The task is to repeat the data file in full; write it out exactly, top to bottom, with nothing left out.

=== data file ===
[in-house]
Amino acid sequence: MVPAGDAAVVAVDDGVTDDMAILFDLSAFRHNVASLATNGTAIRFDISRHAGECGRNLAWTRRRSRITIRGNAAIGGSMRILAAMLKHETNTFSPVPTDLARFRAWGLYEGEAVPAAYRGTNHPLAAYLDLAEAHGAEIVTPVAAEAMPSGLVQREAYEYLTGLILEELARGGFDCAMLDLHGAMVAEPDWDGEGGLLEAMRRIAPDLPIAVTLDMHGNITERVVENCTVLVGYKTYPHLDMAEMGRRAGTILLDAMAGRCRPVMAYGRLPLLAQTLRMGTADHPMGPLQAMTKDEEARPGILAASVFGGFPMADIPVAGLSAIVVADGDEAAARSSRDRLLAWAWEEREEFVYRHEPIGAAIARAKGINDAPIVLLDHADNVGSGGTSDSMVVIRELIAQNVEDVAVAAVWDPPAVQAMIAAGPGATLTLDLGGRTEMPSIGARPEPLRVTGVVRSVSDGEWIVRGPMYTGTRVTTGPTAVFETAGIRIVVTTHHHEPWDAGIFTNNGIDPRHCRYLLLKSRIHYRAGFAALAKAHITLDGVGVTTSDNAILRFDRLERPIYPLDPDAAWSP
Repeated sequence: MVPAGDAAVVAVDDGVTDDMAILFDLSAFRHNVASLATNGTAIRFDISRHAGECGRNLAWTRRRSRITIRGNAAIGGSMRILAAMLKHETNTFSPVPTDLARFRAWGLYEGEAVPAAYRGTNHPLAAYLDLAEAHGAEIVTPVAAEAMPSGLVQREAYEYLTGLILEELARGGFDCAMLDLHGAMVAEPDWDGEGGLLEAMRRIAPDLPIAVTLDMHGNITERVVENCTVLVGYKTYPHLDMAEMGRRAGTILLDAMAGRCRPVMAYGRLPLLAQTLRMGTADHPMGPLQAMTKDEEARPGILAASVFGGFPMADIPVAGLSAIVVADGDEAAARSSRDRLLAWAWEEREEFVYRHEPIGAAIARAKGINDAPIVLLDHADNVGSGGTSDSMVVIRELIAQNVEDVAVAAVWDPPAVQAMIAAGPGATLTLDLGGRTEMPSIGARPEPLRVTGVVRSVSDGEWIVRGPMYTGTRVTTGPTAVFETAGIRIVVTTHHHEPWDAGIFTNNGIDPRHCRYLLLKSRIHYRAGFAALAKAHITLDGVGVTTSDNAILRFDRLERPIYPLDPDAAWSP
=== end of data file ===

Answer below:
[in-house]
Amino acid sequence: MVPAGDAAVVAVDDGVTDDMAILFDLSAFRHNVASLATNGTAIRFDISRHAGECGRNLAWTRRRSRITIRGNAAIGGSMRILAAMLKHETNTFSPVPTDLARFRAWGLYEGEAVPAAYRGTNHPLAAYLDLAEAHGAEIVTPVAAEAMPSGLVQREAYEYLTGLILEELARGGFDCAMLDLHGAMVAEPDWDGEGGLLEAMRRIAPDLPIAVTLDMHGNITERVVENCTVLVGYKTYPHLDMAEMGRRAGTILLDAMAGRCRPVMAYGRLPLLAQTLRMGTADHPMGPLQAMTKDEEARPGILAASVFGGFPMADIPVAGLSAIVVADGDEAAARSSRDRLLAWAWEEREEFVYRHEPIGAAIARAKGINDAPIVLLDHADNVGSGGTSDSMVVIRELIAQNVEDVAVAAVWDPPAVQAMIAAGPGATLTLDLGGRTEMPSIGARPEPLRVTGVVRSVSDGEWIVRGPMYTGTRVTTGPTAVFETAGIRIVVTTHHHEPWDAGIFTNNGIDPRHCRYLLLKSRIHYRAGFAALAKAHITLDGVGVTTSDNAILRFDRLERPIYPLDPDAAWSP
Repeated sequence: MVPAGDAAVVAVDDGVTDDMAILFDLSAFRHNVASLATNGTAIRFDISRHAGECGRNLAWTRRRSRITIRGNAAIGGSMRILAAMLKHETNTFSPVPTDLARFRAWGLYEGEAVPAAYRGTNHPLAAYLDLAEAHGAEIVTPVAAEAMPSGLVQREAYEYLTGLILEELARGGFDCAMLDLHGAMVAEPDWDGEGGLLEAMRRIAPDLPIAVTLDMHGNITERVVENCTVLVGYKTYPHLDMAEMGRRAGTILLDAMAGRCRPVMAYGRLPLLAQTLRMGTADHPMGPLQAMTKDEEARPGILAASVFGGFPMADIPVAGLSAIVVADGDEAAARSSRDRLLAWAWEEREEFVYRHEPIGAAIARAKGINDAPIVLLDHADNVGSGGTSDSMVVIRELIAQNVEDVAVAAVWDPPAVQAMIAAGPGATLTLDLGGRTEMPSIGARPEPLRVTGVVRSVSDGEWIVRGPMYTGTRVTTGPTAVFETAGIRIVVTTHHHEPWDAGIFTNNGIDPRHCRYLLLKSRIHYRAGFAALAKAHITLDGVGVTTSDNAILRFDRLERPIYPLDPDAAWSP